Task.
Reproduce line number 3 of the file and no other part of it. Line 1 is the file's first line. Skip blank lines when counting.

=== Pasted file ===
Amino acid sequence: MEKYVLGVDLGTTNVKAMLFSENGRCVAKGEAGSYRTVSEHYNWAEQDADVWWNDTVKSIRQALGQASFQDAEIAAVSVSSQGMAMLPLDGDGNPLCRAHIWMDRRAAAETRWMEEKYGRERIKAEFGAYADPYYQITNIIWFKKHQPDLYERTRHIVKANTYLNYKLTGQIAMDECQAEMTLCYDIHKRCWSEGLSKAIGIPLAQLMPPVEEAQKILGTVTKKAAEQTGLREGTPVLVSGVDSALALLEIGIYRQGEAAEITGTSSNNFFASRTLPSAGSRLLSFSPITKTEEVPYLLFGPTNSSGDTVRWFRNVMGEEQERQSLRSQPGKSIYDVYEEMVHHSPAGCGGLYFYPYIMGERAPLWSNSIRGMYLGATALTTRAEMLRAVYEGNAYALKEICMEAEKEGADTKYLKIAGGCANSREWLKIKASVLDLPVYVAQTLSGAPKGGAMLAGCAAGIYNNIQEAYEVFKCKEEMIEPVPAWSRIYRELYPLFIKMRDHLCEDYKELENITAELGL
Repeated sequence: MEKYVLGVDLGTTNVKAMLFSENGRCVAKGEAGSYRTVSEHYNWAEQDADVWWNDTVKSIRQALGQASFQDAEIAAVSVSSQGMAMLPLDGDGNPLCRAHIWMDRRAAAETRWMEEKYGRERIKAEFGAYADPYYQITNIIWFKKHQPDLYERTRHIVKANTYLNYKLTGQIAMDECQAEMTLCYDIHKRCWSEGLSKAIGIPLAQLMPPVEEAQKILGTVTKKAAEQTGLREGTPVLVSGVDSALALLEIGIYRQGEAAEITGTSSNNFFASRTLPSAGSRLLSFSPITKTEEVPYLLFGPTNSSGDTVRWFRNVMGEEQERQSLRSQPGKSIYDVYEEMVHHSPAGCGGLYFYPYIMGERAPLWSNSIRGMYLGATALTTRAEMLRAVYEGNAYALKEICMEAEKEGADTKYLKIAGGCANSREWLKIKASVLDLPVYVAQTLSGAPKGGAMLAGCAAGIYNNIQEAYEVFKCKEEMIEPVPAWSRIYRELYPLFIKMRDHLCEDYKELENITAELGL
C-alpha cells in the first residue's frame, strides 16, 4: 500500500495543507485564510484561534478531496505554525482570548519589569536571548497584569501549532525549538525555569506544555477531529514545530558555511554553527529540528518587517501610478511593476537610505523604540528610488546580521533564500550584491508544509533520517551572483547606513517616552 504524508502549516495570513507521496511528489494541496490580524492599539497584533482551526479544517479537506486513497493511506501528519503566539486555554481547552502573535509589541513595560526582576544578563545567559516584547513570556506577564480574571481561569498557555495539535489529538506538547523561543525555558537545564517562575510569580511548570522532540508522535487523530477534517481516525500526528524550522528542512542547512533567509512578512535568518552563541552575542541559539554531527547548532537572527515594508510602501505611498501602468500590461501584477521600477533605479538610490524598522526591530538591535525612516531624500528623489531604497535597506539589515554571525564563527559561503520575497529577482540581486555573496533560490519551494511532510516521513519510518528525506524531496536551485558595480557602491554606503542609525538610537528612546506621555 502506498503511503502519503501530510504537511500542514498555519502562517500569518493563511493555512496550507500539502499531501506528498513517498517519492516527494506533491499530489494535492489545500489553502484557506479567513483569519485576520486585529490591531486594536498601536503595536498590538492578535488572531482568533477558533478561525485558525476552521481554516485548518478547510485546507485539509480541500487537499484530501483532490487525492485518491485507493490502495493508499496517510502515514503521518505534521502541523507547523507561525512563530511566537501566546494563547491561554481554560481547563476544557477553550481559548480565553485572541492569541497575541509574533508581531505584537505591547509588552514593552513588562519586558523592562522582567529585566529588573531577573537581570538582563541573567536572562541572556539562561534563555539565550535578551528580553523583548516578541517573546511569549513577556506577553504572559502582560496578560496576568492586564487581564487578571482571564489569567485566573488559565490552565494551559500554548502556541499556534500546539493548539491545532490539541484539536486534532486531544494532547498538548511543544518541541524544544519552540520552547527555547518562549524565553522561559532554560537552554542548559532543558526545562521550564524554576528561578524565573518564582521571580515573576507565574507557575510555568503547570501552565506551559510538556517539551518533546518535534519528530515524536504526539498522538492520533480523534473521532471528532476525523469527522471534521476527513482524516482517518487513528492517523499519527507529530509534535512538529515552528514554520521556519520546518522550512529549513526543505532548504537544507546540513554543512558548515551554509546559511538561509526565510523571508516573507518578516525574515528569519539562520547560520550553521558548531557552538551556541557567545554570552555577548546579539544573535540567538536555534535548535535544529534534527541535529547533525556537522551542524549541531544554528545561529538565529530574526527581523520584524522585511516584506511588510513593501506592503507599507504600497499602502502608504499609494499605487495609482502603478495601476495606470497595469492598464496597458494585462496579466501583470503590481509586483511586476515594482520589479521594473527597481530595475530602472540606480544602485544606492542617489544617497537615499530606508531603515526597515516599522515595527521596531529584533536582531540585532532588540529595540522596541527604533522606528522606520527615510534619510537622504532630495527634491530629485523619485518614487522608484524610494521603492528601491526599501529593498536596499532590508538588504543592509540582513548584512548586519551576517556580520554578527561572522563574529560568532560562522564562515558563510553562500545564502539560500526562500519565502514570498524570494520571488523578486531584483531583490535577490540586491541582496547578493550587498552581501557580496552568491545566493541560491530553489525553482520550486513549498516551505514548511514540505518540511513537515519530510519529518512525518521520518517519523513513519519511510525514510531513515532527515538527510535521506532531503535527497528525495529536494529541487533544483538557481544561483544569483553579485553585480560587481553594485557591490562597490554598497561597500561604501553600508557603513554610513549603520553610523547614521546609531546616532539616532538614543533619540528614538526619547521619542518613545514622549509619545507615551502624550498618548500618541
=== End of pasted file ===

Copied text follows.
C-alpha cells in the first residue's frame, strides 16, 4: 500500500495543507485564510484561534478531496505554525482570548519589569536571548497584569501549532525549538525555569506544555477531529514545530558555511554553527529540528518587517501610478511593476537610505523604540528610488546580521533564500550584491508544509533520517551572483547606513517616552 504524508502549516495570513507521496511528489494541496490580524492599539497584533482551526479544517479537506486513497493511506501528519503566539486555554481547552502573535509589541513595560526582576544578563545567559516584547513570556506577564480574571481561569498557555495539535489529538506538547523561543525555558537545564517562575510569580511548570522532540508522535487523530477534517481516525500526528524550522528542512542547512533567509512578512535568518552563541552575542541559539554531527547548532537572527515594508510602501505611498501602468500590461501584477521600477533605479538610490524598522526591530538591535525612516531624500528623489531604497535597506539589515554571525564563527559561503520575497529577482540581486555573496533560490519551494511532510516521513519510518528525506524531496536551485558595480557602491554606503542609525538610537528612546506621555 502506498503511503502519503501530510504537511500542514498555519502562517500569518493563511493555512496550507500539502499531501506528498513517498517519492516527494506533491499530489494535492489545500489553502484557506479567513483569519485576520486585529490591531486594536498601536503595536498590538492578535488572531482568533477558533478561525485558525476552521481554516485548518478547510485546507485539509480541500487537499484530501483532490487525492485518491485507493490502495493508499496517510502515514503521518505534521502541523507547523507561525512563530511566537501566546494563547491561554481554560481547563476544557477553550481559548480565553485572541492569541497575541509574533508581531505584537505591547509588552514593552513588562519586558523592562522582567529585566529588573531577573537581570538582563541573567536572562541572556539562561534563555539565550535578551528580553523583548516578541517573546511569549513577556506577553504572559502582560496578560496576568492586564487581564487578571482571564489569567485566573488559565490552565494551559500554548502556541499556534500546539493548539491545532490539541484539536486534532486531544494532547498538548511543544518541541524544544519552540520552547527555547518562549524565553522561559532554560537552554542548559532543558526545562521550564524554576528561578524565573518564582521571580515573576507565574507557575510555568503547570501552565506551559510538556517539551518533546518535534519528530515524536504526539498522538492520533480523534473521532471528532476525523469527522471534521476527513482524516482517518487513528492517523499519527507529530509534535512538529515552528514554520521556519520546518522550512529549513526543505532548504537544507546540513554543512558548515551554509546559511538561509526565510523571508516573507518578516525574515528569519539562520547560520550553521558548531557552538551556541557567545554570552555577548546579539544573535540567538536555534535548535535544529534534527541535529547533525556537522551542524549541531544554528545561529538565529530574526527581523520584524522585511516584506511588510513593501506592503507599507504600497499602502502608504499609494499605487495609482502603478495601476495606470497595469492598464496597458494585462496579466501583470503590481509586483511586476515594482520589479521594473527597481530595475530602472540606480544602485544606492542617489544617497537615499530606508531603515526597515516599522515595527521596531529584533536582531540585532532588540529595540522596541527604533522606528522606520527615510534619510537622504532630495527634491530629485523619485518614487522608484524610494521603492528601491526599501529593498536596499532590508538588504543592509540582513548584512548586519551576517556580520554578527561572522563574529560568532560562522564562515558563510553562500545564502539560500526562500519565502514570498524570494520571488523578486531584483531583490535577490540586491541582496547578493550587498552581501557580496552568491545566493541560491530553489525553482520550486513549498516551505514548511514540505518540511513537515519530510519529518512525518521520518517519523513513519519511510525514510531513515532527515538527510535521506532531503535527497528525495529536494529541487533544483538557481544561483544569483553579485553585480560587481553594485557591490562597490554598497561597500561604501553600508557603513554610513549603520553610523547614521546609531546616532539616532538614543533619540528614538526619547521619542518613545514622549509619545507615551502624550498618548500618541